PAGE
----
There are some cautions in reading Old Testament narrative.  Fee and Stuart's book detail these things very well, but I'm only going to mention a few that I think we all recognize at times.  First, there is moralizing.  As mentioned, these stories are not moral stories.  They present morality that is supported elsewhere in Scripture, but that is not their purpose.   The story of David's sin with Bathsheba does not come out and say "adultery is a sin."  That was indicated in Ten Commandments.  We're supposed to assume that.  The story does support that principle, but the reason for the story goes beyond that.  The consequences for the nation of Isreal in light of David's sin is much more crucial than is the adultery which prompted it.

Another caution we need to be careful of is personalizing things.  A common example of this is taking the story from Judges 6:36-40, and using it as a way to discern God's will for ourselves by putting an actual fleece out.  This is not only personalizing, it is taking something out of context, another common error.  I actually know someone who did this.  We likewise cannot look at the story of Balaam riding a donkey to conclude that I shouldn't talk too much.  I must laugh as I type this, seeing as my own tendency is to be too chatty.  If I want an instruction about that, the book of Proverbs is full of advice for such a thing.  I don't need Balaam's donkey for that.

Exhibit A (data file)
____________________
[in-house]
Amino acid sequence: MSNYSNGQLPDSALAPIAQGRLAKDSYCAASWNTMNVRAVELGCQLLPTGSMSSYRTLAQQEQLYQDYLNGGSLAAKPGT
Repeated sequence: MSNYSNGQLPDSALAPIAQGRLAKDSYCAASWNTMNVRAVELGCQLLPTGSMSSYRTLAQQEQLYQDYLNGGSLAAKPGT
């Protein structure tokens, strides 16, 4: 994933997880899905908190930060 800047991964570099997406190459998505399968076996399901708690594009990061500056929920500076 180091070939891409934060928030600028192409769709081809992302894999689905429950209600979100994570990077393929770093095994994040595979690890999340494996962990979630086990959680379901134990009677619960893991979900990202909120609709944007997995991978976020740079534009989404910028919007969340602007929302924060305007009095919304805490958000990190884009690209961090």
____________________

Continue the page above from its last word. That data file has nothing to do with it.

Again, Fee and Stuart:

Perhaps the single most useful bit of caution we can give you about reading and learning from narratives is this:  Do not be a monkey-see-monkey-do reader of the Bible.  No Bible narrative was written specifically about you.

I think our goal needs to be to discern the plain meaning and original intent, and then see how these stories fit into the larger contexts.  The fortunate thing about this is that we know what the theme of the Bible is already, so much of the work is done.

If you want even more detail about the elements of Hebrew narrative, Leland Ryken's book How to Read the Bible as Literature has a much more detailed explanation, including the types of stories we find in Scriptures, i.e. tragedy, epic, comedy, heroic.  Also really helplful for interpreting the stories is Robert L. Plummer's book 40 Questions About Interpreting the Bible, especially the chapter "Do All of the Commands of the Bible Apply Today?" 

Another really good book is one by Graham Goldsworthy, called Gospel and Kingdom, which is an excellent guide on how to read the Old Testament with the kingdom theme being the focus.  

I think reading and understanding the Old Testament is something I have not appreciated enough until the past couple of years, as I have been attending a bible study where we have been going through the first five books of the Old Testament.  I'm seeing so clearly how I read them all wrong before, and I've taught them incorrectly as well.  

Next week, I hope to look at another aspect of historical narrative, the book of Acts.

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Reader Comments (2)

Another very helpful post, Kim. Allegorizing and personalizing the OT are my personal bugbears, having been oft times led astray by them.

April 23, 2012 | Unregistered Commenterpersis

loved this. thank you!

April 24, 2012 | Unregistered CommenterMelissa Deming